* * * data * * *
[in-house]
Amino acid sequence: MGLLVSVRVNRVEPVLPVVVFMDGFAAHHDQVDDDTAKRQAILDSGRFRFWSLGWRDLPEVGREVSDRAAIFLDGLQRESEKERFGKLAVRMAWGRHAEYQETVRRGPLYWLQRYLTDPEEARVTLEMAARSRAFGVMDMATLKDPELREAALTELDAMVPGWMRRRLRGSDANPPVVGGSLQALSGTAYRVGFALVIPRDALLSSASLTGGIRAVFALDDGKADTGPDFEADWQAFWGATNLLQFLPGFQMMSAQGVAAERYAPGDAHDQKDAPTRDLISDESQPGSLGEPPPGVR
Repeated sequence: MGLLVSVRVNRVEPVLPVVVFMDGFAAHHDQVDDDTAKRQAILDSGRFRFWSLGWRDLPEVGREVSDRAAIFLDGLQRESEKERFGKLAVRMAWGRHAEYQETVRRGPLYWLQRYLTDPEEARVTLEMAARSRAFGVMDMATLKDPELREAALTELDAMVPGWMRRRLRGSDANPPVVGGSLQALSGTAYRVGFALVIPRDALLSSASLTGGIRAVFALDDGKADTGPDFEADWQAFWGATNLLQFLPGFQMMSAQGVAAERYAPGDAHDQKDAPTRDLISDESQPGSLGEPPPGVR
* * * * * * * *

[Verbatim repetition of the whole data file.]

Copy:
[in-house]
Amino acid sequence: MGLLVSVRVNRVEPVLPVVVFMDGFAAHHDQVDDDTAKRQAILDSGRFRFWSLGWRDLPEVGREVSDRAAIFLDGLQRESEKERFGKLAVRMAWGRHAEYQETVRRGPLYWLQRYLTDPEEARVTLEMAARSRAFGVMDMATLKDPELREAALTELDAMVPGWMRRRLRGSDANPPVVGGSLQALSGTAYRVGFALVIPRDALLSSASLTGGIRAVFALDDGKADTGPDFEADWQAFWGATNLLQFLPGFQMMSAQGVAAERYAPGDAHDQKDAPTRDLISDESQPGSLGEPPPGVR
Repeated sequence: MGLLVSVRVNRVEPVLPVVVFMDGFAAHHDQVDDDTAKRQAILDSGRFRFWSLGWRDLPEVGREVSDRAAIFLDGLQRESEKERFGKLAVRMAWGRHAEYQETVRRGPLYWLQRYLTDPEEARVTLEMAARSRAFGVMDMATLKDPELREAALTELDAMVPGWMRRRLRGSDANPPVVGGSLQALSGTAYRVGFALVIPRDALLSSASLTGGIRAVFALDDGKADTGPDFEADWQAFWGATNLLQFLPGFQMMSAQGVAAERYAPGDAHDQKDAPTRDLISDESQPGSLGEPPPGVR